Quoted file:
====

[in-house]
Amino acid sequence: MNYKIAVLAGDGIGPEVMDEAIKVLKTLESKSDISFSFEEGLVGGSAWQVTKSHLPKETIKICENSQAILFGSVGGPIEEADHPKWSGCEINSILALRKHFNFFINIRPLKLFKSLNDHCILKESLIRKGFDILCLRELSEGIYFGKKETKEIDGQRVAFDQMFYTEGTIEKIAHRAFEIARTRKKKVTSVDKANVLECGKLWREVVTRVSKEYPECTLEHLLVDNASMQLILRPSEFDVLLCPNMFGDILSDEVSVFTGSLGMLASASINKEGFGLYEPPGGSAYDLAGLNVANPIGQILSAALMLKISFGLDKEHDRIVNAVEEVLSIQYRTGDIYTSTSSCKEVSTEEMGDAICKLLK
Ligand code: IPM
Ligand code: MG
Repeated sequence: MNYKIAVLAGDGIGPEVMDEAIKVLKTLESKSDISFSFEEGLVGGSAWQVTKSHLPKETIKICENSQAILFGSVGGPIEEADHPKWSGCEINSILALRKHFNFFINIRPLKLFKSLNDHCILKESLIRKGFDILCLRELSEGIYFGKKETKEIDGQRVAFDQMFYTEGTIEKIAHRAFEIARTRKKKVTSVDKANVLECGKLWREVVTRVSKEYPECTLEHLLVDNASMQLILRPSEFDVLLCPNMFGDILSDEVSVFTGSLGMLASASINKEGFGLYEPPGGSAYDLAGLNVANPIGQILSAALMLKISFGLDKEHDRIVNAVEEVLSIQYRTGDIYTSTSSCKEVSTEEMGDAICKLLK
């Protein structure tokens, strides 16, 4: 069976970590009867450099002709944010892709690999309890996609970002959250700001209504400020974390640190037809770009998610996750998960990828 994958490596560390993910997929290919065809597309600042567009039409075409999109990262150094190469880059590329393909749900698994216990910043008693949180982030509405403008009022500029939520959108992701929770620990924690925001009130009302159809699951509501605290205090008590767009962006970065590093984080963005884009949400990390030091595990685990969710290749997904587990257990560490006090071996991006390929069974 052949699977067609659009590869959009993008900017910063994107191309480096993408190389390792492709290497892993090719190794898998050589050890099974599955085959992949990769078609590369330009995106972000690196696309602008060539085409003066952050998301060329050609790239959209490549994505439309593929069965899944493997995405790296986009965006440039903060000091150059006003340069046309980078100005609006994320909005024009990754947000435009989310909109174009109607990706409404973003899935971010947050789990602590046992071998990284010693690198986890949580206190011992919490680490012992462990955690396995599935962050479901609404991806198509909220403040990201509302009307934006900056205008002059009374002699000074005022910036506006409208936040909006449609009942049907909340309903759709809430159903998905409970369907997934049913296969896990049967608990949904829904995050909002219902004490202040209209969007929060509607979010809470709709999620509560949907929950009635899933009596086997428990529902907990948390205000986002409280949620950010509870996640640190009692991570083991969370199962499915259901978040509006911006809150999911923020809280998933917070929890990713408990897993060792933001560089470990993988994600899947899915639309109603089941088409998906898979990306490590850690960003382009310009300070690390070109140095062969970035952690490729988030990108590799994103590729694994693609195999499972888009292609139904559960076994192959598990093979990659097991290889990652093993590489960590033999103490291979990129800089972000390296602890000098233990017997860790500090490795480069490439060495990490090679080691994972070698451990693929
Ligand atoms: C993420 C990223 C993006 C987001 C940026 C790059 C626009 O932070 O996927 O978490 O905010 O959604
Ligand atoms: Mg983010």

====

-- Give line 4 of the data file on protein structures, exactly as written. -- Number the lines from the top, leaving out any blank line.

Ligand code: MG